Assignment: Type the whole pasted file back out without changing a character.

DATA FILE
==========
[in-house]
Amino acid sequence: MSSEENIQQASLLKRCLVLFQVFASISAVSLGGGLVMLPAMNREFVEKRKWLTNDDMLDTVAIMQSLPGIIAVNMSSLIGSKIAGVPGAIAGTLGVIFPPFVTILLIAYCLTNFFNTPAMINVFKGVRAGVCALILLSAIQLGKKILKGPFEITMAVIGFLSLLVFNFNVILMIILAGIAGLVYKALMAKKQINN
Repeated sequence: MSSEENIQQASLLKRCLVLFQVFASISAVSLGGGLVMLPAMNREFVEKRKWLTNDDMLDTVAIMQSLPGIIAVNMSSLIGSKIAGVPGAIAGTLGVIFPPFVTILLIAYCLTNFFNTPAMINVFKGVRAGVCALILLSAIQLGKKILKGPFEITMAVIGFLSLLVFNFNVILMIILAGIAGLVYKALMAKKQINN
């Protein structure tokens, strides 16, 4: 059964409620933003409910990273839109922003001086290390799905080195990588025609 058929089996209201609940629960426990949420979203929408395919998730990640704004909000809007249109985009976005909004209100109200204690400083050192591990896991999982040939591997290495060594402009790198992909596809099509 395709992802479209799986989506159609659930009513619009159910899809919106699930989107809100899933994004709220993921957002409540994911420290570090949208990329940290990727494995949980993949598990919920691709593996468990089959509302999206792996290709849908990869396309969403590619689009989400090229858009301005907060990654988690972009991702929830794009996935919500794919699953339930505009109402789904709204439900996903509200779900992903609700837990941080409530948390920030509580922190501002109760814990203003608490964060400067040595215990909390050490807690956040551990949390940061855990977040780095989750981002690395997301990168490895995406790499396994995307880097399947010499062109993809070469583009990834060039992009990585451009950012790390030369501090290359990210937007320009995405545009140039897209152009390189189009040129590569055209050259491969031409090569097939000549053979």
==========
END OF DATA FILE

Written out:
[in-house]
Amino acid sequence: MSSEENIQQASLLKRCLVLFQVFASISAVSLGGGLVMLPAMNREFVEKRKWLTNDDMLDTVAIMQSLPGIIAVNMSSLIGSKIAGVPGAIAGTLGVIFPPFVTILLIAYCLTNFFNTPAMINVFKGVRAGVCALILLSAIQLGKKILKGPFEITMAVIGFLSLLVFNFNVILMIILAGIAGLVYKALMAKKQINN
Repeated sequence: MSSEENIQQASLLKRCLVLFQVFASISAVSLGGGLVMLPAMNREFVEKRKWLTNDDMLDTVAIMQSLPGIIAVNMSSLIGSKIAGVPGAIAGTLGVIFPPFVTILLIAYCLTNFFNTPAMINVFKGVRAGVCALILLSAIQLGKKILKGPFEITMAVIGFLSLLVFNFNVILMIILAGIAGLVYKALMAKKQINN
């Protein structure tokens, strides 16, 4: 059964409620933003409910990273839109922003001086290390799905080195990588025609 058929089996209201609940629960426990949420979203929408395919998730990640704004909000809007249109985009976005909004209100109200204690400083050192591990896991999982040939591997290495060594402009790198992909596809099509 395709992802479209799986989506159609659930009513619009159910899809919106699930989107809100899933994004709220993921957002409540994911420290570090949208990329940290990727494995949980993949598990919920691709593996468990089959509302999206792996290709849908990869396309969403590619689009989400090229858009301005907060990654988690972009991702929830794009996935919500794919699953339930505009109402789904709204439900996903509200779900992903609700837990941080409530948390920030509580922190501002109760814990203003608490964060400067040595215990909390050490807690956040551990949390940061855990977040780095989750981002690395997301990168490895995406790499396994995307880097399947010499062109993809070469583009990834060039992009990585451009950012790390030369501090290359990210937007320009995405545009140039897209152009390189189009040129590569055209050259491969031409090569097939000549053979």